Discussion in 'Banking - Investing - Finances' started by Sedona, Jun 24, 2021.
Your graphs show that the peso is actually falling against the dollar, not 'taking off'.
Yes, you're right, perhaps I should have said "Dollar to Peso exchange rate is taking off". What I meant to imply is that is now getting more advantageous to transfer dollars to pesos.
This usually means inflation. It is not a good thing for us in the long run. Prices here may start to skyrocket...and they will never come back down. Remember when a pack of cigarettes cost 30 pesos? A long neck of tanduay was 65 pesos? An SML was 20 pesos...in a bar!? I do. Back in my day....
I watch the £ v Php rate many times a day. I have been puzzled why the pesos has been climbing over recent months when the vaccine program here is not that good and does not look like it is going to be completed for years. The UK has a very good vaccine program but still has a fallout from Brexit and that may be the problem.
The £ has recently strengthened and the USD dollar has done the same - in both cases I think due to a weakening of the appetite for pesos.
There is growing inflation worldwide, especially in certain commodity prices (most due to the pandemic and the Suez canal blockage), and I am not sure that is the cause of the weakening of the peso. Perhaps economists took a while to see how bad the situation is here.
However, inflation is now a very major concern and I will be very surprised not to see massive falls in stocks and shares along with property prices and all other classes of asset bubbles. Even those who think I am wrong cannot deny that economics is cyclical and unless the 'new economics' of 'printing money and boosting asset prices' is workable in the long-term, a collapse HAS to be coming. But when?
Economics has changed in ways that are not fully understood.
In the past, inflation was driven by wage inflation that increased the amount earned by workers. This is because there was an increase in opportunity. This increased the cost of the goods the workers made. (Food, services, etc.) It did not necessarily increase asset costs. This was very bad for non-working old people on a fixed income because their purchasing power was reduced.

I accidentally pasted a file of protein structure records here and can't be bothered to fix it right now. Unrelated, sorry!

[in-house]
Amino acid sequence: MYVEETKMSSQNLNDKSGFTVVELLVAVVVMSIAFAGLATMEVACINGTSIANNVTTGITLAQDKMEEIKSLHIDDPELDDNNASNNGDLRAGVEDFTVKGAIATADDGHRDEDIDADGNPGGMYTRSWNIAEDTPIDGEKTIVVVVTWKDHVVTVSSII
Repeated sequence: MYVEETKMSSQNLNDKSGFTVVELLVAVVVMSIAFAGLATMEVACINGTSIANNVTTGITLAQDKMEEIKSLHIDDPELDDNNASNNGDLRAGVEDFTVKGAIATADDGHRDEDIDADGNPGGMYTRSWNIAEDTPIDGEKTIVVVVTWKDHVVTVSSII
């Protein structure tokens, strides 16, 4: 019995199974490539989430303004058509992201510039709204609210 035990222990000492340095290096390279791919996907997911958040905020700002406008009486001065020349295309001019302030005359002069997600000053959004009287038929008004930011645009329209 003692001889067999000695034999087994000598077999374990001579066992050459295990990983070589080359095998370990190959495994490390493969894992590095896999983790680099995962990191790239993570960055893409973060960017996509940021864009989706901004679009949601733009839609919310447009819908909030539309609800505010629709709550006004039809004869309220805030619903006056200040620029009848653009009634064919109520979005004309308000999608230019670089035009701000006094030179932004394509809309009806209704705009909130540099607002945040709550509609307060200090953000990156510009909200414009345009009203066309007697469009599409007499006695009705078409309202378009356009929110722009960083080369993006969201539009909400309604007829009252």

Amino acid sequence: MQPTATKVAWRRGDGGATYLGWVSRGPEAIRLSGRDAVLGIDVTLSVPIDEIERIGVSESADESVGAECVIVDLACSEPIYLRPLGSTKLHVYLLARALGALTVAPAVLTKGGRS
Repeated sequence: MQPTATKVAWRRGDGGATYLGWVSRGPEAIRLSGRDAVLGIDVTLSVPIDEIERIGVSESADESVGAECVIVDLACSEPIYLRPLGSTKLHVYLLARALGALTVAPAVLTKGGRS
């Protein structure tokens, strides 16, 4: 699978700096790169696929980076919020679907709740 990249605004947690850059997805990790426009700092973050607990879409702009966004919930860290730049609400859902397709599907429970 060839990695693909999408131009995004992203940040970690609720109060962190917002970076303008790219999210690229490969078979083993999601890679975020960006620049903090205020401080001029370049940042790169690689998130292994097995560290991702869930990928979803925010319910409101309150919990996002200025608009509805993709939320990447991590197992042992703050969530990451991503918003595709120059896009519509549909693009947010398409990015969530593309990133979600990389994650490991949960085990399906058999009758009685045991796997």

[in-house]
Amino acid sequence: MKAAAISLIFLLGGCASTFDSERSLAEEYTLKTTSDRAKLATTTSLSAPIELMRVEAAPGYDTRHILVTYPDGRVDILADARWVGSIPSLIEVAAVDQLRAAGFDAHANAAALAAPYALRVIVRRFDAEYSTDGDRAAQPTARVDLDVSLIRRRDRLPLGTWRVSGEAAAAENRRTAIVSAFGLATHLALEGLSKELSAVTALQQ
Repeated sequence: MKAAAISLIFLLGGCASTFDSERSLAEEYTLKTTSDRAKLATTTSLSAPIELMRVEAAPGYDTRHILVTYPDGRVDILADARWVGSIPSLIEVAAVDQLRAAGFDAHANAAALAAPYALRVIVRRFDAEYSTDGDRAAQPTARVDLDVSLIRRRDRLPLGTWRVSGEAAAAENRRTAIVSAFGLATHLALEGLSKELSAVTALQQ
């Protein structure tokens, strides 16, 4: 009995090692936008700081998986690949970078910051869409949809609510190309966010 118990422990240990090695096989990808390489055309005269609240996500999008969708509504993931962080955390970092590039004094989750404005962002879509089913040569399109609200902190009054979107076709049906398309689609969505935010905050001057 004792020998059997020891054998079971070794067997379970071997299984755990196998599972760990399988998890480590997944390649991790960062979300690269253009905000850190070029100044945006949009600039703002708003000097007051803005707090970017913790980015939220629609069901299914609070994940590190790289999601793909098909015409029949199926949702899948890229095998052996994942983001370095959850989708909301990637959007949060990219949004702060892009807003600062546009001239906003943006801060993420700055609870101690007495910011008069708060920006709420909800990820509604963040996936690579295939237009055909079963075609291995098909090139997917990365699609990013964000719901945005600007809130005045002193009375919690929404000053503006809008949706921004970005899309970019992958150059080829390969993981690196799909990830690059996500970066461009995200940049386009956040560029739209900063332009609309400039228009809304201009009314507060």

Now we have asset inflation without wages going up. This is a simple case of supply and demand. The supply of money has gone up yet the opportunities have remained the same.
Wealthy people have more money but do not have better opportunities about where to invest it. They compete for the same opportunities thereby driving the price up.
Most wealth is held by the older middle class, not the super rich and not young people.
In the past old people on fixed income would get mad and vote accordingly. Now the population getting screwed is the younger generation who do not vote as much.
So what will pop the bubble? It may continue on and on until the young throw a revolution. This is the typical cycle. Over time the older status quo gains more and more control over assets until the young disadvantaged population revolts. Democracy gives a stronger appearance of equality so this may postpone the "adjustment" for a long time as wealth inequality becomes worse and worse.
This bubble may take a long time to pop.
Prices here may start to skyrocket.... Have you been asleep LOL. Prices have sky rocketed for the last year or more.
Yeah, and this, along with the threat of more lockdowns, a slow vaccine roll-out and local vaccine hesitancy, probably won't do us or Filipinos any favors.
Alcohol and tobacco are not good examples of inflation. Most of their rise is taxation.
That might be a very good thing for the country's health but I would NEVER dare say that here on this Forum.